The one-dimensional representations of $$P_Q$$ are obtained by choosing some vertex $$v \in Q$$ and assigning a one-dimensional vector space to $$v$$ and the zero vector space to all other vertices. Explicitly \begin{align*} \rho(p_w) &= \delta_{vw} \Id \\ \rho(a_e) &= 0 \end{align*} We will denote this representation by $$(V_v, \rho_v)$$. It is easy to see that $$V_v$$ and $$V_w$$ are nonisomorphic when $$v \ne w$$, as the former has $$\rho_v(w) = 0$$ and the latter has $$\rho_w(w) = \Id$$.

Let us now compute $$Z^1(V_w, V_v)$$. Let $$f$$ be a cocycle. Let $$x, y$$ be vertices and $$a$$ an edge. By the cocycle condition and the defining relations of $$P_Q$$, \begin{gather} f(\delta_{xy} p_x) = f(p_x p_y) = \rho_v(p_x) f(p_y) + f(p_x) \rho_w(p_y) = \delta_{vx} f(p_y) + \delta_{wy} f(p_x) \label{eqn:q1} \\ f(\delta_{a''v} a) = f(p_v a) = \rho_v(p_v) f(a) + f(p_v) \rho_w(p_v) = f(a) + \delta_{wv} f(p_v) \label{eqn:q2} \\ f(\delta_{a'w} a) = f(a p_w) = \rho_v(a) f(p_w) + f(a) \rho_w(p_w) = f(a) + \delta_{vw} f(p_w) \label{eqn:q3} \end{gather} We proceed by cases. First, suppose $$v \ne w$$. Then $$\pref{eqn:q2}$$ and $$\pref{eqn:q3}$$ become $f(a) = f(\delta_{a'' v}a) = f(\delta_{a'w}a)$ which implies that $$f(a) = 0$$ unless $$a$$ is an edge from $$w$$ to $$v$$. In $$\pref{eqn:q1}$$, substitute $$x = v, y = w$$ to obtain $0 = f(p_w) + f(p_v)$ Or, if $$x$$ is different from both $$v$$ and $$w$$, substitute $$y = w$$ to obtain $0 = f(p_x)$ Thus $$Z^1(\rho_v, \rho_w)$$ is parametrized by $$\lambda \in \Hom_k(V_w, V_v)$$ and $$\mu_a \in \Hom_k(V_w, V_v)$$ where $$a$$ ranges over the edges from $$w$$ to $$v$$, with $$f(\rho_w) = \lambda, f(\rho_v) = -\lambda$$, $$f(a) = \mu_a$$ if $$a$$ is an edge from $$w$$ to $$v$$, and $$f$$ vanishes on any other path.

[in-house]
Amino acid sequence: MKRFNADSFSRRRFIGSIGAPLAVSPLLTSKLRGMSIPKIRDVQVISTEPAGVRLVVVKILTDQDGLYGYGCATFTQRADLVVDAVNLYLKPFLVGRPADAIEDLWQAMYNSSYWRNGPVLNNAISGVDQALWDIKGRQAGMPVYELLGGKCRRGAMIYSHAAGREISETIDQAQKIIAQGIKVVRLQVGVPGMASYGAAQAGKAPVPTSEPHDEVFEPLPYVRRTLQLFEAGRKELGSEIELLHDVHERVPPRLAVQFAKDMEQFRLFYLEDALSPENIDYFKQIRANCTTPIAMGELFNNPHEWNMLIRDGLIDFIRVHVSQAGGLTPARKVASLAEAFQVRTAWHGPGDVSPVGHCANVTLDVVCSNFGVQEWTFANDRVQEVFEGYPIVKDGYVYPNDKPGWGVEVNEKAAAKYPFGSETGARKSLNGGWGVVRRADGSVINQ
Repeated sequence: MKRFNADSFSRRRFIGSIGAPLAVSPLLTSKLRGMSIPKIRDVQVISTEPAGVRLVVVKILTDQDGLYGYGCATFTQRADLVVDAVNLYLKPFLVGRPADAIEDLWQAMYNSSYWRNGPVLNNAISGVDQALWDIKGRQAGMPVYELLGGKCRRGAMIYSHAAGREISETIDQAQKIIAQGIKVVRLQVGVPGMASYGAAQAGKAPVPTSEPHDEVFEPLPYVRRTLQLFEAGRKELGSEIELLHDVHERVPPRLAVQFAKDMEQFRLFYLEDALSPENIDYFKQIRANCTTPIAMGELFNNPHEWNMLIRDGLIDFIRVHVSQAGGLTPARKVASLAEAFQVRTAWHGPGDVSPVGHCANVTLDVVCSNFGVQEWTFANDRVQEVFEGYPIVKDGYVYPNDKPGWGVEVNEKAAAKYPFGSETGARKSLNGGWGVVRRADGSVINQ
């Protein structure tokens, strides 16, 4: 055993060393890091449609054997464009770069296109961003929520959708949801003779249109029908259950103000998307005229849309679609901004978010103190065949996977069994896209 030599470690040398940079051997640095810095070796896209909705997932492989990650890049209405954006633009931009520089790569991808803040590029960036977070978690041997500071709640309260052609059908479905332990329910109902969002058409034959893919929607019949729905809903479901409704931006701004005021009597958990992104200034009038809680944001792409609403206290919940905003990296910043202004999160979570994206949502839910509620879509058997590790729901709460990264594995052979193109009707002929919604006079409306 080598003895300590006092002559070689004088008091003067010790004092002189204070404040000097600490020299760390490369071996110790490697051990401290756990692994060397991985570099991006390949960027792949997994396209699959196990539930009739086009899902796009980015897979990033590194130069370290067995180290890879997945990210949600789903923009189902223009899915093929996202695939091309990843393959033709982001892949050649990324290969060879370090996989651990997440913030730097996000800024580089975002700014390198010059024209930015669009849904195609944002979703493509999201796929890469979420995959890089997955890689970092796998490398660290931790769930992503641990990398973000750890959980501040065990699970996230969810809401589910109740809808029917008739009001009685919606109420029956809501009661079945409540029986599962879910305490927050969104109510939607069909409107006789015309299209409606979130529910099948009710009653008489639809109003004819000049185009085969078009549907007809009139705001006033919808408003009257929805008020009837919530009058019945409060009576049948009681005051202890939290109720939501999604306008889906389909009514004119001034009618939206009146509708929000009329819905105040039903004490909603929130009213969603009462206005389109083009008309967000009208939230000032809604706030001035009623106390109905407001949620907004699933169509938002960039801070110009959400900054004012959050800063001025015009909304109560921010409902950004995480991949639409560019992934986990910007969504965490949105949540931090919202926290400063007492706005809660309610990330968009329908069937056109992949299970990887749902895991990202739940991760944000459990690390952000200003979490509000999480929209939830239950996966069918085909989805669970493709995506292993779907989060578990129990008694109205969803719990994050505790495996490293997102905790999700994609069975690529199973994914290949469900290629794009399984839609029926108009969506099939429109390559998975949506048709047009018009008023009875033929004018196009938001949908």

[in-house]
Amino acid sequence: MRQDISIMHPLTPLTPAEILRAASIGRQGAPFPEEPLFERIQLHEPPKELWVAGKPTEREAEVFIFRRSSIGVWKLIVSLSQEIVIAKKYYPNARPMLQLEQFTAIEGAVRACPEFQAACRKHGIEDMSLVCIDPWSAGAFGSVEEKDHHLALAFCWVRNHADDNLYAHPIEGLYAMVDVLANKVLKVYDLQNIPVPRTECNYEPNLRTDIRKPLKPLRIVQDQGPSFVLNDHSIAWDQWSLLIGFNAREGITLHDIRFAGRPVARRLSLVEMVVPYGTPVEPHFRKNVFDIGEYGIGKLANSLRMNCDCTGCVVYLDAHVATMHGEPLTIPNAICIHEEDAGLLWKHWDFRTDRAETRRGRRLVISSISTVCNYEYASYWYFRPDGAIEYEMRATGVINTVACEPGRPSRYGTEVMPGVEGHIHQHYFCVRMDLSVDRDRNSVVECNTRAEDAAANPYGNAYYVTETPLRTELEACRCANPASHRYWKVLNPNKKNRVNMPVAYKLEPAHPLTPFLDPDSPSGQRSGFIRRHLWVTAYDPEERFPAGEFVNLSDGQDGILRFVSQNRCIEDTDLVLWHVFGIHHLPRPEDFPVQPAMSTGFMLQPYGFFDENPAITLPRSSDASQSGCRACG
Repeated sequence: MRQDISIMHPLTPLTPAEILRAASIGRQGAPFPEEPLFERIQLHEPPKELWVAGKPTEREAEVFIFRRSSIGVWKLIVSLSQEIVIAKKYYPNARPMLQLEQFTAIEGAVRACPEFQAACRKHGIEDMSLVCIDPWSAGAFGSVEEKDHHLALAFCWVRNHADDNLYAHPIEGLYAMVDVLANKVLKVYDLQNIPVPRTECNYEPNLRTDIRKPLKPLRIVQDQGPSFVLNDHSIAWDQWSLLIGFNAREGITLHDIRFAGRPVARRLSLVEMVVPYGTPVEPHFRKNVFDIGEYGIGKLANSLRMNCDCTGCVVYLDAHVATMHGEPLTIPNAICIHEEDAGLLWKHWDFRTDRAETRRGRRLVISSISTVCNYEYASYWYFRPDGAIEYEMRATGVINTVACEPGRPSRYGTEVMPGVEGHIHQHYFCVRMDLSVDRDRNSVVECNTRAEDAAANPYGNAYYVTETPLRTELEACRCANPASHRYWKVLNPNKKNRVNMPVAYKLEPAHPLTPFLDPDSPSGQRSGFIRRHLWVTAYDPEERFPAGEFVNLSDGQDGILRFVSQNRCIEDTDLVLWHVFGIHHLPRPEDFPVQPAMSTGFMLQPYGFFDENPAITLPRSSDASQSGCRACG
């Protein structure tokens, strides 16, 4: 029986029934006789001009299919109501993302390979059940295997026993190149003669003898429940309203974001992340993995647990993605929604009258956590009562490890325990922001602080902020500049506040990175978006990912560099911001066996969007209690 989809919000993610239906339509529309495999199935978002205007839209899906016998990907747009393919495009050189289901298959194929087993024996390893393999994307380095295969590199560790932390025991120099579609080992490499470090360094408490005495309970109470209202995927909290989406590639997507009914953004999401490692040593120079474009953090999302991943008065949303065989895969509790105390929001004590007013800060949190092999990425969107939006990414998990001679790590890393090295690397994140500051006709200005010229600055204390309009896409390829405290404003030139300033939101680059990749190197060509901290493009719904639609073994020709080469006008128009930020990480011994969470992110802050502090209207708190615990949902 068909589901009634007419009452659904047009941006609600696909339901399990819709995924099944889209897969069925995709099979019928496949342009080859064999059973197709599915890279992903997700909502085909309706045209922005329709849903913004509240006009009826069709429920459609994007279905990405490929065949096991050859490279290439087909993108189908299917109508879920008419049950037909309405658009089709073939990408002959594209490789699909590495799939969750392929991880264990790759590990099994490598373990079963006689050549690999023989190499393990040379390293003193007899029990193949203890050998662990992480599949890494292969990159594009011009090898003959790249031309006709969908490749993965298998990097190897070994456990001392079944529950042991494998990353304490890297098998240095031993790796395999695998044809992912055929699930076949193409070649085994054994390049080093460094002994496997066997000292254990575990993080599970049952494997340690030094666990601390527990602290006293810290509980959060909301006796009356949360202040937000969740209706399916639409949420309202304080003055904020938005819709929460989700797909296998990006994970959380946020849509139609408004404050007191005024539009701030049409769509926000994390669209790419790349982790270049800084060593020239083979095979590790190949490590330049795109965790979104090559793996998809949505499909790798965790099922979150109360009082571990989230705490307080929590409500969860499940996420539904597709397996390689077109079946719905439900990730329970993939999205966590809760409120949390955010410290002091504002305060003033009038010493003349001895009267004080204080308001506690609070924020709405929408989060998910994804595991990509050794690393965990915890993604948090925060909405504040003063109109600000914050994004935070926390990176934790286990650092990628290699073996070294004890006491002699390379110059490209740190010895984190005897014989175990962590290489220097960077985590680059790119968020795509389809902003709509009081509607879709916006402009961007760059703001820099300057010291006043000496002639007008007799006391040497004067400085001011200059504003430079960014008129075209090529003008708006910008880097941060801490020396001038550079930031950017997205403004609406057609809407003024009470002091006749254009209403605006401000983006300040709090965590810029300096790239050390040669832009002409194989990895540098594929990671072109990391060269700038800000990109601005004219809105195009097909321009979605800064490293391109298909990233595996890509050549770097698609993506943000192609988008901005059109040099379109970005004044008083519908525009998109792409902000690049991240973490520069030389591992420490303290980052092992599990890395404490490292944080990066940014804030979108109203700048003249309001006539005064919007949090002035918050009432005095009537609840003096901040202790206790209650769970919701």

If $$X \in \Hom_k(V_v, V_w)$$ then the coboundary $$\d X$$ is $$\d X(a) = \rho_W(a) X - X \rho_V(a)$$, implying \begin{align*} \d X(p_w) &= X \\ \d X(p_v) &= -X \\ \end{align*} and $$\d X(a) = 0$$ where $$a$$ is any other path. So two cocycles differing only in the choice of $$\lambda$$ become equivalent in $$\mathrm{Ext}^1(V_w, V_v)$$, so the latter is parametrized by the $$\mu_a$$'s alone, and has dimension $$d(w, v)$$ (the number of directed edges from $$w$$ to $$v$$).

Now consider the case where $$v = w$$. In $$\pref{eqn:q1}$$, substitute $$x = y = v$$ to obtain $f(p_v) = f(p_v p_v) = f(p_v) + f(p_v)$ therefore $$f(p_v) = 0$$. Or, if $$x$$ is different from $$v$$, substitute $$y = v$$ to obtain $0 = f(p_x p_v) = f(p_x)$ so $$f$$ vanishes for all vertices. Therefore, $$\pref{eqn:q2}$$ and $$\pref{eqn:q3}$$ become $f(a) = f(\delta_{a''v}a) = f(\delta_{a'v}a)$ Since $$Q$$ doesn't contain any oriented cycles, there is no self-edge from $$v$$, so at least one of $$\delta_{a''v}$$ and $$\delta_{a'v}$$ must be zero for all $$a$$. So in fact $$f$$ vanishes identically. Therefore, $$Z^1(V_v, V_v)$$ and $$\mathrm{Ext}^1(V_v, V_v)$$ are trivial.

The result that $$\mathrm{Ext}^1(V_v, V_v)$$ is trivial can actually be seen as a special case of the result that $$\mathrm{Ext}^1(V_w, V_v)$$ has dimension equal to $$d(w, v)$$, since $$d(v, v) = 0$$ in $$Q$$, although the proofs of the two cases were slightly different

We can now classify the two-dimensional representations of $$P_Q$$. Let $$V$$ be such a representation. It always has some one-dimensional subrepresentation, which is isomorphic to $$V_v$$ for some vertex $$v$$. The quotient $$V/V_v$$ is a one-dimensional representation, which is isomorphic to $$V_w$$ for some vertex $$w$$. $$\mathrm{Ext}^1(V_w, V_v)$$ has dimension equal to $$d(w, v)$$, the number of directed edges from $$w$$ to $$v$$. Let $$\varphi : V_w \to V_v$$ be an arbitrary nonzero linear map. The result of Problem 3.9.1(d) implies that all extensions of $$V_w$$ by $$V_v$$ are of the form $$U_{vwc}$$, parametrized by $$c = [c_1 : \ldots : c_{d(w, v)}] \in \mathbb{P}k^{d(w, v)}$$, with $\rho_{vwc}(a) = \begin{pmatrix} \rho_v(a) & f_{vwc}(a) \\ 0 & \rho_w(a) \end{pmatrix}$ where $$f_{vwc}$$ is the cocycle that assigns $$c_i \varphi$$ to the $$i$$th edge from $$w$$ to $$v$$.